The Radical Legacy Of 1979
By Edward. P. Djerejian
If ever one year in recent times was a catalyst for change in the broader Middle East and Muslim world, it was 1979. One ray of bright light in that year of darkness was the signing of the historic Camp David peace treaty between Israel and Egypt. Conversely, three events had dire consequences with which we live today.
First, there was the overthrow of the shah of Iran by the Ayatollah Khomeini. Second, there was the takeover of the Grand Mosque in Mecca, Saudi Arabia, by a group of Islamic extremists. And third, there was the Soviet invasion of Afghanistan.
Each event fostered the forces of radicalization with implications far beyond the region’s borders.
Iran becomes a theocracy.
Saudi Arabia embraces the Wahhabis.
The Soviets invade Afghanistan.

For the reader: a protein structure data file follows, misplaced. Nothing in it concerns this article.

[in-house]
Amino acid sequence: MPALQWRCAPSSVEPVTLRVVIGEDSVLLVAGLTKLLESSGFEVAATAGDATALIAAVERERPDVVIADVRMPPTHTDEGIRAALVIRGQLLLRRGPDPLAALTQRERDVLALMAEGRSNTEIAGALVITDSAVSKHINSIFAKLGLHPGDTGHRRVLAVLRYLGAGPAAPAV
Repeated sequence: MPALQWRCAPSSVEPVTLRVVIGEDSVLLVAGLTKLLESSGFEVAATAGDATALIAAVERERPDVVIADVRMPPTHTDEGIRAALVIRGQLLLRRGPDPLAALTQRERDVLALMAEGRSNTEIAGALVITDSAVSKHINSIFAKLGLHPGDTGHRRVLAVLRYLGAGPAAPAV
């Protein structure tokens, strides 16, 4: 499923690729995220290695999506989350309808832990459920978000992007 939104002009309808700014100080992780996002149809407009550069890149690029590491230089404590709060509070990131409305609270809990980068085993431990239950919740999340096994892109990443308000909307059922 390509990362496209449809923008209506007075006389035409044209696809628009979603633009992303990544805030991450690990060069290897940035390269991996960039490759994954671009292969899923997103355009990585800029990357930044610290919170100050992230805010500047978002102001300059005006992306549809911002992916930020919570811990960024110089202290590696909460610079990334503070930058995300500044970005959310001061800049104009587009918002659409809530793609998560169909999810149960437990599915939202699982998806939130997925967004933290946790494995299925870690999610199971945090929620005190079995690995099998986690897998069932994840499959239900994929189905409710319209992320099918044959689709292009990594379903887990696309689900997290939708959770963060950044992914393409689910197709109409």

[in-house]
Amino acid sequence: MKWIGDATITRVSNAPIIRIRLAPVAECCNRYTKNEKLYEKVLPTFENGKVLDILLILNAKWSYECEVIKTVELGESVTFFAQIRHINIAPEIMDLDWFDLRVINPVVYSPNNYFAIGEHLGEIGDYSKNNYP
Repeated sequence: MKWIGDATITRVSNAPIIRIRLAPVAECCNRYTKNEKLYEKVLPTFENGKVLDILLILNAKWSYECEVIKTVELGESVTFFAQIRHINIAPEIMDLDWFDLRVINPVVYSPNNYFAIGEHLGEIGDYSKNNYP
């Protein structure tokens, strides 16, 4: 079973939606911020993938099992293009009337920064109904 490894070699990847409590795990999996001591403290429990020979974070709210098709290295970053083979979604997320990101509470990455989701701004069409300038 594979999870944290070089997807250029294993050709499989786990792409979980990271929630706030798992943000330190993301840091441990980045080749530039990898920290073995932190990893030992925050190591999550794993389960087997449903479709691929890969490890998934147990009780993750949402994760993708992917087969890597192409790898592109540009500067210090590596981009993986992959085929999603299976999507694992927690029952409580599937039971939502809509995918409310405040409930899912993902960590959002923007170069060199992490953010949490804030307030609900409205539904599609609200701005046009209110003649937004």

Phi Beta Iota: Suggested by MILNET, highly recommended. In 1988 we missed the start of neighborhood-level madrasses around the world because the secret world does not do religion, neighborhoods, culture, or schools. Only Al Gray, then Commandant of the Marine Corps, “got it.” In 1998 we missed our own internal alerts on the importance of creating capabilities to deal with asymmetric threats, but back then we did not realize Whole of Government mattered. Now we are at a turning point where our Industrial-Era stovepipe and partisan form of governance has clearly failed, but there is a reluctance to consider the obvious alternative, in part because the gap between those in power and those with knowledge had grown catastrophically wide.